Teams and Teamwork: Part One

teamwork with graphicA new report authored by Warren Byrd and Ryan Hartwig from Leadership Network and Azusa Pacific University shows the results of surveying 125 church teams last year to get their input about what works and what doesn’t work in their experience. Their report provides insight on 5 proven indicators of successful teams, their top 10 findings, and 7 suggestions to strengthen your team.

Their 5 proven indicators are:

  1. Being a real work team, rather than a team in name only. Such a team has a stable membership, and high levels of interdependence among members.
  2. A clear, compelling, and consequential direction for the team’s work.
  3. An enabling team structure with well-designed team tasks, norms, and composition.
  4. An organizational context that offers necessary reward, information, material, and educational resources.
  5. Access to expert internal or external coaching in teamwork.

You can access the entire report here:  http://leadnet.org/resources/download/searching_for_strong_senior_leadership_teams_what_145_church_teams_told_us

The findings of the report may or may not be surprising to you. However, if you take another look at the 5 proven indicators of successful teams, I think you’ll discover that Jesus modeled them all with his team of 12 disciples, his senior leadership team. And he did so organically, without access to any of the technology, bureaucracy, curriculum, charts, or institutional metrics that we utilize today. He didn’t even have an office, virtual or otherwise. I’ve included a chapter on teams and teamwork in my upcoming book, Growing Disciples Organically: The Jesus Method of Spiritual Formation. The book will be available the last part of April, 2013. I’ve included an excerpt below in this post and will include Part 2 in my next post.

Blank white book w/pathRegardless of the type of farm, the overall operation rises and falls on the harvest. A successful mission or season of farming depends upon the harvest. Staying on mission means focusing on properly executing all of the steps necessary to bring in the harvest. Every farmer knows that if he fails to bring in the harvest, no matter how good he may have been in planting, weeding, or pest control, he has failed.

Although we seldom used the word, virtually everything we did on the farm involved teamwork. Family members, which included at times extended family members, worked together to accomplish tasks that would have been impossible for any one of us to do alone. From bringing in the hay, to building a barn, to cutting and wrapping meat or canning produce or hauling firewood, we worked together.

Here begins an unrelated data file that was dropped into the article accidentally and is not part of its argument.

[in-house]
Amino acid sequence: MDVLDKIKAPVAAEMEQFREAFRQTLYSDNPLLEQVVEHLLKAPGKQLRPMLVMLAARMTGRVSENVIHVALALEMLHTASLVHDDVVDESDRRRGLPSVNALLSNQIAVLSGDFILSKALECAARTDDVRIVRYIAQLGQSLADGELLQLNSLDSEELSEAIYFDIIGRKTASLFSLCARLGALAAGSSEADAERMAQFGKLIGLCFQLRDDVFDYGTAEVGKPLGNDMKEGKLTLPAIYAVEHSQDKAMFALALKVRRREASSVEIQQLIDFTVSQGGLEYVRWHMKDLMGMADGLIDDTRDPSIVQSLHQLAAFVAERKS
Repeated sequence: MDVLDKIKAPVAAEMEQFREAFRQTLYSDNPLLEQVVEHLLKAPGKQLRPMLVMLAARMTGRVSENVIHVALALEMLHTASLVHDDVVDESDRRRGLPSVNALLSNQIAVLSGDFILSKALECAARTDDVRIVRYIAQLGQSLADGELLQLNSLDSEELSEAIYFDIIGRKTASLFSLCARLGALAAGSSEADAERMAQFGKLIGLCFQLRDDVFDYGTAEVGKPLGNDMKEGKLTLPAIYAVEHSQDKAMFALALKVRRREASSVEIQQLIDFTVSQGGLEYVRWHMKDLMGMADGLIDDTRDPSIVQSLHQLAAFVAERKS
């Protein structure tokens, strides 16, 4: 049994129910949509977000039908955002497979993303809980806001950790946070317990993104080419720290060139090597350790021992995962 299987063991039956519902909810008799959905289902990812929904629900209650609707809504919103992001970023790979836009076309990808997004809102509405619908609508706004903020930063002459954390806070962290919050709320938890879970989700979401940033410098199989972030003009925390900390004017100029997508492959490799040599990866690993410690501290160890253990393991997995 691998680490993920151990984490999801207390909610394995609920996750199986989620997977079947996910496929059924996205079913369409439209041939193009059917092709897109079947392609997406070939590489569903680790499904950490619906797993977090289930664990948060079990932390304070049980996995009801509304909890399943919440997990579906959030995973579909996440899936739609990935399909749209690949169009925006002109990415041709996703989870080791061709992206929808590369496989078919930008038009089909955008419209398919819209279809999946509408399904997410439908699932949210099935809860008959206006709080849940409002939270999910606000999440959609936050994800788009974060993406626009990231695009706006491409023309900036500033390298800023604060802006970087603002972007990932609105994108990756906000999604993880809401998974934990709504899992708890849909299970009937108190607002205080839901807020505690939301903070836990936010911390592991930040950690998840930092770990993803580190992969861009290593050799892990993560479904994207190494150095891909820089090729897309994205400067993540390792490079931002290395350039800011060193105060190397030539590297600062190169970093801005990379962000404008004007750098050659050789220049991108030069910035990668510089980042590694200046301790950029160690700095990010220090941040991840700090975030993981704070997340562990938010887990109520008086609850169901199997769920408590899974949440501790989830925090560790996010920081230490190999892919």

When there were really big projects to accomplish, such as building a bigger barn or building, we often worked with neighbors as well. Together, we toiled and everyone did his or her part to accomplish the goal. There existed no particular hierarchy, with middle-aged men working alongside teenagers or senior citizens, each doing what he or she could do best according to their own level of skill or expertise. Artisans with years of experience willingly and without cost patiently taught younger members of the team skills that would greatly enhance their lives with the expectation that they, in turn, would train another person down the road. Thus, healthy tradition and craftsmanship continued on in an organic fashion, without bureaucratic paperwork or organizational bylaws.

Jesus showed us how teams work. He never appointed a committee or chaired a board meeting, but he was the undisputed leader. He led by example and did not try to micromanage his disciples’ activities. He empowered them to succeed and encouraged them when they failed and coached them when they needed to take the next steps in the journey. (From Chapter 13: Teamwork Makes Harvest Possible, Growing Disciples Organically: The Jesus Method of Spiritual Formation, Deep River Books, ©2013 Don Detrick)

One thought on “Teams and Teamwork: Part One

  1. Jeff riley

    That number indicator really hit home with me. I have often wondering in a church staff atmosphere do we really work as a team because we have weekly meetings and come together on Sunday’s for service? We all have our titles pastor of this and pastor of that and those are our areas where we work with the people under our leadership. What if we aligned our responsibilities as a pastoral staff by our strengths instead of our title? As an illustration just because I am the children’s pastor do I really need to do everything for the children’s department alone? Or if there is another pastor who has a strength in an area that I do not. What if he partnered with me in that area and I used my strengths to partner with him in an area he is weak? What would it look like if we blur the lines of responsibility a little bit and allowed others to team with us in our ministries without feeling threatened or feeling like we are not enough to do the job on our own? Just something I have been chewing on…..

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